Egypt and growing risk in Turkey’s Kurdish bid

Egypt and growing risk in Turkey’s Kurdish bid

It may be difficult to understand the Turkish government’s anger against the coup in Egypt and the lack of international support – at the level that they desire – for pro-Morsi protests without trying to understand the ideological fears and motivations behind it.

Prime Minister Tayyip Erdoğan actually revealed a bit of it during his Bursa speech on Aug. 17 by claiming that Turkey might also be targeted by those who stirred up Egypt to topple elected president Mohamad Morsi. Erdoğan reacts strongly when the police and propaganda methods used against unarmed civilians in Adawiya are compared with those used in Taksim square during the Gezi protests, but he feels free to make a political comparison. Despite much-debated coup attempt cases (Ergenekon and Balyoz) in Turkey ending with heavy penalties, Erdoğan still wants to endorse his power on his grassroots by showing the possibility of a coup in Turkey (without any rejection from the West) as a never disappearing threat.

Turkey’s reaction is now extended to strike a blow to the Secretary General of the Organization of Islamic Conference, Ekmeleddin İhsanoğlu, a Turkish academic who was elected to that post with a lot of Turkish lobbying in 2004. Deputy Prime Minister Bekir Bozdağ called on him to resign and Erdoğan’s spokesman in the ruling Justice and Development Party (AK Parti), Hüseyin Çelik, criticized him harshly on Twitter, mainly for not making statements on Egypt along the Turkish government’s line.

Turkish President Abdullah Gül called Prime Minister Erdoğan and Foreign Minister Ahmet Davutoğlu yesterday for a meeting about Egypt; it was cancelled at short notice.

Turkey’s “policy of principles” in the Middle East has some difficulties since the Arab Spring; Egypt is the third in line after Israel and Syria of the regional countries where Turkish ambassadors are withdrawn. Egypt is an example where Turkey wants to play a game where it is not in control of all parameters. It is hard to tell whether Syria or Egypt is currently the biggest problem for Turkey.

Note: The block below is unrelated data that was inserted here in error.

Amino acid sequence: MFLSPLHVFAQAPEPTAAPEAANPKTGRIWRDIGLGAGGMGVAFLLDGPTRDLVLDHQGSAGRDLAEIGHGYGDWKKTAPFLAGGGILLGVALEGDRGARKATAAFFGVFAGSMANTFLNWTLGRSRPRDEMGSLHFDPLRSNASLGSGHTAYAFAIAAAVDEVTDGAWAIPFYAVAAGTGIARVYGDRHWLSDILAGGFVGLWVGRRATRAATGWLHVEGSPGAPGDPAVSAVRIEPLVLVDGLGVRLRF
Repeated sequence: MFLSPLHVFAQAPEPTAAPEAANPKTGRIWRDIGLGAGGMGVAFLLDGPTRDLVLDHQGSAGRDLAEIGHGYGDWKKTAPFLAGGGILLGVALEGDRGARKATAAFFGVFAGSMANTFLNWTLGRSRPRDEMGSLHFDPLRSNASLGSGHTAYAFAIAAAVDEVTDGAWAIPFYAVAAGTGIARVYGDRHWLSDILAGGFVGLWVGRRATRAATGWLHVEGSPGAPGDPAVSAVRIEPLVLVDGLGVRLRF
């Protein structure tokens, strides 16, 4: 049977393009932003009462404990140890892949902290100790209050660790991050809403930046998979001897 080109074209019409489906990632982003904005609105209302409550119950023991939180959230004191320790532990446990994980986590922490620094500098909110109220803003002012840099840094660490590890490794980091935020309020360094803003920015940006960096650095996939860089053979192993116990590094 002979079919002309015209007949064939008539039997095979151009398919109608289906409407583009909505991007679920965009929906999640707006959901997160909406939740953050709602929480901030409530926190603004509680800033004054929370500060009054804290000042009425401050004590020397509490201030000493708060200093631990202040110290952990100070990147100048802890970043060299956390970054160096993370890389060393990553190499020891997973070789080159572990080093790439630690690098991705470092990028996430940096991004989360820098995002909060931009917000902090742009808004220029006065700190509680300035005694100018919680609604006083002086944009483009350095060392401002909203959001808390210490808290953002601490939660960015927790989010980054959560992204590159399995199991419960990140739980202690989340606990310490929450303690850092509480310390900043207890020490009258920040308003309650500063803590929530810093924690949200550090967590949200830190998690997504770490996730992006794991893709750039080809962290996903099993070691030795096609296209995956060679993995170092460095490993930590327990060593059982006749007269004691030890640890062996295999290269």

For Gül, Turkey’s biggest problem is the Kurdish problem though, and it is again hard to tell whether there is any real advance there.

The government was expected to announce a package and the outlawed Kurdistan Workers’ Party (PKK) was expected to withdraw its militants out of Turkish territory before the Turkish Parliament’s summer recess. As the PKK failed to keep its promise, the government has left the “democratization” package for the autumn months. That triggered concern within the PKK whether Erdoğan would think of the dialogue as a peg for local elections in March 2014 and then go back to security based policies. Their announcements of deadlines like Aug. 15, Sept. 1 and now Sept. 15, make Erdoğan further anxious in return.

But the tension in society grows, too. On Aug. 16, in a village of Diyarbakır, eight people were killed in clashes between two Kurdish families. The fight started when one of the families accused the other of deceiving their sons to go up to the mountains and join the PKK. The PKK “celebrated” the beginning of their armed campaign on Aug. 15, 1984 with public demonstrations carrying posters of their imprisoned leader Abdullah Öcalan and the militant that actually killed a Turkish policeman in the first attack.

Sözcü, a populist paper with mass circulation made that a headline on Aug. 17 asking Erdoğan why Turkish police, who used disproportionate force against unarmed demonstrators during Gezi protests, did nothing to intervene in the challenge of the PKK.

Erdoğan said over the weekend that he would announce a “democratization package” after having meetings with his AK Parti bodies and then the cabinet, possibly this week.